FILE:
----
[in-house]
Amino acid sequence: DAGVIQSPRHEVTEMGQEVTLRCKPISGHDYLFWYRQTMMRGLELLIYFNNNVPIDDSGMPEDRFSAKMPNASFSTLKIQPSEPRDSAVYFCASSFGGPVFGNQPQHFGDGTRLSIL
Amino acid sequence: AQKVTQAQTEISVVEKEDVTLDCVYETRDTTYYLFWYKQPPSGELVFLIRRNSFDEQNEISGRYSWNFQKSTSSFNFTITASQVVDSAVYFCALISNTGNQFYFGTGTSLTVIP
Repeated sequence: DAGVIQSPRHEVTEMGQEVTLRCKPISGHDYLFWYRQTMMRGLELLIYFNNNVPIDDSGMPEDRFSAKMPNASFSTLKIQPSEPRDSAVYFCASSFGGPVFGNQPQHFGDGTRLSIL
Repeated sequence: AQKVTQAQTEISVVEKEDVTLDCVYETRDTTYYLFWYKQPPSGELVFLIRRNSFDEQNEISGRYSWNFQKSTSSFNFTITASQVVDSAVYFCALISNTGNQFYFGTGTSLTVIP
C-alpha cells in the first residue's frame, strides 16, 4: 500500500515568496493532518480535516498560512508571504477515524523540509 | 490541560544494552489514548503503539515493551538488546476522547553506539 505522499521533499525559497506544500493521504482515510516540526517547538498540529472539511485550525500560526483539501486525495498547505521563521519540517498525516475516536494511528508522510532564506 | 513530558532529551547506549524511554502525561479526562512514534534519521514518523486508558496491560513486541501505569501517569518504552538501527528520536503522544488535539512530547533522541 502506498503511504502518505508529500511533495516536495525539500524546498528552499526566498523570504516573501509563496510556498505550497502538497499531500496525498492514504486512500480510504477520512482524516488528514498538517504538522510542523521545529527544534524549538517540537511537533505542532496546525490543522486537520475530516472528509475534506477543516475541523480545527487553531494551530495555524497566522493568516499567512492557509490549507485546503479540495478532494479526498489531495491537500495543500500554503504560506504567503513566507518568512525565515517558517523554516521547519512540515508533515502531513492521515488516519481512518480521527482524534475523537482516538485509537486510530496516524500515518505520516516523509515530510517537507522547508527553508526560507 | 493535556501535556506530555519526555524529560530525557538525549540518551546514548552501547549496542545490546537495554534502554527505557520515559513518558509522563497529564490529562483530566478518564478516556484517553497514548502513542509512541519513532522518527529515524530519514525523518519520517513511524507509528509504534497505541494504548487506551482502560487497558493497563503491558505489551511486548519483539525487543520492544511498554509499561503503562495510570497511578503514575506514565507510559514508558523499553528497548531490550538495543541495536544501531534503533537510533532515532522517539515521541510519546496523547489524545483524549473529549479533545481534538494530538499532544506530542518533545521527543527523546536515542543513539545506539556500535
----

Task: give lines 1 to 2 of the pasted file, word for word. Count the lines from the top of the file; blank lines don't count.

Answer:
[in-house]
Amino acid sequence: DAGVIQSPRHEVTEMGQEVTLRCKPISGHDYLFWYRQTMMRGLELLIYFNNNVPIDDSGMPEDRFSAKMPNASFSTLKIQPSEPRDSAVYFCASSFGGPVFGNQPQHFGDGTRLSIL